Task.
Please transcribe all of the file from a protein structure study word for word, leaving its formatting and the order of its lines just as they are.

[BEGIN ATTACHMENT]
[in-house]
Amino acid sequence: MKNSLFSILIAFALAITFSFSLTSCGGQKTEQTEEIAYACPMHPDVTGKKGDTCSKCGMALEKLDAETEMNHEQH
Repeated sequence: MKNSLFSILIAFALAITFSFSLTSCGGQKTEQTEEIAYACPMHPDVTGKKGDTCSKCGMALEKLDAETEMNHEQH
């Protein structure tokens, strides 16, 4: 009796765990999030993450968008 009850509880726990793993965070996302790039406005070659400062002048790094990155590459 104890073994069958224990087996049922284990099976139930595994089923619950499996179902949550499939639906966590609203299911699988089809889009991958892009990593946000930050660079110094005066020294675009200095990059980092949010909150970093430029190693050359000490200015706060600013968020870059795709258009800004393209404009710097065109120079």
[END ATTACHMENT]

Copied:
[in-house]
Amino acid sequence: MKNSLFSILIAFALAITFSFSLTSCGGQKTEQTEEIAYACPMHPDVTGKKGDTCSKCGMALEKLDAETEMNHEQH
Repeated sequence: MKNSLFSILIAFALAITFSFSLTSCGGQKTEQTEEIAYACPMHPDVTGKKGDTCSKCGMALEKLDAETEMNHEQH
């Protein structure tokens, strides 16, 4: 009796765990999030993450968008 009850509880726990793993965070996302790039406005070659400062002048790094990155590459 104890073994069958224990087996049922284990099976139930595994089923619950499996179902949550499939639906966590609203299911699988089809889009991958892009990593946000930050660079110094005066020294675009200095990059980092949010909150970093430029190693050359000490200015706060600013968020870059795709258009800004393209404009710097065109120079």